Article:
What is the AFL Brownlow Medal?

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Brownlow Medal

During the home-and-away season, the Charles Brownlow Trophy, also known as the Brownlow Medal, is awarded to the “fairest and best” player, as determined by the umpires’ votes.

The award is the most prestigious in the AFL for individual players. It is also widely recognized as the highest individual honor in the sport.

The VFL first awarded it in honor of Charles Brownlow, a former Geelong Football Club player.

Year      Brownlow Medallist

1927      Syd Coventry

1929      Albert Collier

1930      Harry Collier (tied)

1939      Marcus Whelan

1940      Des Fothergill (tied)

1972      Len Thompson

1979      Peter Moore

2003      Nathan Buckley (tied)

2011      Dane Swan

Brownlow Medal

AFL players have been competing for the Brownlow Medal since 1924, which is presented to the player deemed to be the fairest and the best in the competition each year.

Edward “Carji” Greeves was the first recipient of the award, which was fitting since the award was named in honor of respected Geelong administrator Charles Brownlow, who had passed away earlier that year following a long battle with cancer.

After each home-and-away match, the Brownlow Medal is awarded to the player who they believe to be the best player on the field, by three votes for the player they believe to be the second best player, by two votes for the second best player, and by one vote for the third best player on the day, in their opinion.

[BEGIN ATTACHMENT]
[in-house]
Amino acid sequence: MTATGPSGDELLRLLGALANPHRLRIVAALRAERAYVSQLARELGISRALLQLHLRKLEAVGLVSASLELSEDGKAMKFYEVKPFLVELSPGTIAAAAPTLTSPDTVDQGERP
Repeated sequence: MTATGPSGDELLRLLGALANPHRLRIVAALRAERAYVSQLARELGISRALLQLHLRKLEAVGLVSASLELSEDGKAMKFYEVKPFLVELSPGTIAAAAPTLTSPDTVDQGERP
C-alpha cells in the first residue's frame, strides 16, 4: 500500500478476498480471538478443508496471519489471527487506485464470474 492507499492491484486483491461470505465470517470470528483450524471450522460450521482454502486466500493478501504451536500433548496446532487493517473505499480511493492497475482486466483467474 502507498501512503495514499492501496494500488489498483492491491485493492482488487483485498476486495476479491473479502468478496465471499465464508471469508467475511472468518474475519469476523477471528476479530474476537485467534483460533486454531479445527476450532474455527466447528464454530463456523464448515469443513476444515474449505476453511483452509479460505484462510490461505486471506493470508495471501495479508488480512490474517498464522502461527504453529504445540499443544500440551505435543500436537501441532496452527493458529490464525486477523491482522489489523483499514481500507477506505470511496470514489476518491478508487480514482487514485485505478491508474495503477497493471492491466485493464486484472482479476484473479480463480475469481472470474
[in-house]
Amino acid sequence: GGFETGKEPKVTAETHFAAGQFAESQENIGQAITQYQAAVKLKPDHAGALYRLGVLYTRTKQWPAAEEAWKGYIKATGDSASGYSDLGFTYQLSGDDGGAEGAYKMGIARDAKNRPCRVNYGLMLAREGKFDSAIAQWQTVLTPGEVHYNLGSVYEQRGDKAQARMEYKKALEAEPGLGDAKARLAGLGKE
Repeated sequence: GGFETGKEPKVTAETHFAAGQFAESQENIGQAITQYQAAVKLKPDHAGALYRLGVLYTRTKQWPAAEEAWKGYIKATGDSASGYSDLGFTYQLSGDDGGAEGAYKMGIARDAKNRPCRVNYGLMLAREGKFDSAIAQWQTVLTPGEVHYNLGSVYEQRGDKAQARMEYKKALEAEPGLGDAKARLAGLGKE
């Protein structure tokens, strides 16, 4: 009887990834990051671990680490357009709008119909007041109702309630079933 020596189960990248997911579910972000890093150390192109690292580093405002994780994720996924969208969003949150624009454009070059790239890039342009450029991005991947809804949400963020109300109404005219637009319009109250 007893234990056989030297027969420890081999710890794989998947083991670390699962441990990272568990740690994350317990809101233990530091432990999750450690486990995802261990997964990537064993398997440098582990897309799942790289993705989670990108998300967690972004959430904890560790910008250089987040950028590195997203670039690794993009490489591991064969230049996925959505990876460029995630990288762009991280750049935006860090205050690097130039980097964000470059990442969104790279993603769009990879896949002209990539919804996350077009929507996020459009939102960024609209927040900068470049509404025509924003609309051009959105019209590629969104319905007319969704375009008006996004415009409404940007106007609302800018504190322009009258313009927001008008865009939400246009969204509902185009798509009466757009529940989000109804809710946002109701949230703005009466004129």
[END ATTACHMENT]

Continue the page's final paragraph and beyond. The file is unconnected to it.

It’s no secret that the Brownlow Medal count is one of the highlights of the AFL calendar, with a long tradition of high fashion and dramatic tally of votes held on the Monday night before the Grand Final.

The countback system was introduced in 1930 when players tied for the most votes throughout a season, and the winner was determined by the player with the most “three-vote” games.

However, in 1980, the countback system was abolished, and players who had tied for the most votes were awarded Brownlow Medals retrospectively.

As a result, if two or more players finish tied for first, they are considered joint winners.

There have only been four players in the history of the League who have won three Brownlow medals in the same season. It was Haydn Bunton from Fitzroy, Dick Reynolds from Essendon, Bob Skilton from South Melbourne, and Ian Stewart from St Kilda and Richmond. A further eight players have won two Brownlows in their careers.

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